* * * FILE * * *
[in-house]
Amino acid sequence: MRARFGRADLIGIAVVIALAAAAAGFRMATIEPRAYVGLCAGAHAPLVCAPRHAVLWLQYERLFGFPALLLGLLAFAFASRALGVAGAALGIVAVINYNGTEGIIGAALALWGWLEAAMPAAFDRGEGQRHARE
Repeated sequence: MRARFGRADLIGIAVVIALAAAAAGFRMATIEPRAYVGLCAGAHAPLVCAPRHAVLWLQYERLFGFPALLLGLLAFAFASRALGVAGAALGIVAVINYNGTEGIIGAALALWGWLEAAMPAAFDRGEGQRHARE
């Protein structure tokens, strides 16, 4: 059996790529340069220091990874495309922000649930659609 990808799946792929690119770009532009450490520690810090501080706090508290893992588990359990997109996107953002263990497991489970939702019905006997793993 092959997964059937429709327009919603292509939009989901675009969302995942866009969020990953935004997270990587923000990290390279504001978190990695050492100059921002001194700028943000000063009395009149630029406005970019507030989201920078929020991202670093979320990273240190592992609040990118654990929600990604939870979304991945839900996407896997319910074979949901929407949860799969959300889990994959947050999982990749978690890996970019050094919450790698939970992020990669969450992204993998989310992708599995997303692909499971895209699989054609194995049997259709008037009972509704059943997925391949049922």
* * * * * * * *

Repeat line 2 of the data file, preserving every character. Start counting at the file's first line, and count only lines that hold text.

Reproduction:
Amino acid sequence: MRARFGRADLIGIAVVIALAAAAAGFRMATIEPRAYVGLCAGAHAPLVCAPRHAVLWLQYERLFGFPALLLGLLAFAFASRALGVAGAALGIVAVINYNGTEGIIGAALALWGWLEAAMPAAFDRGEGQRHARE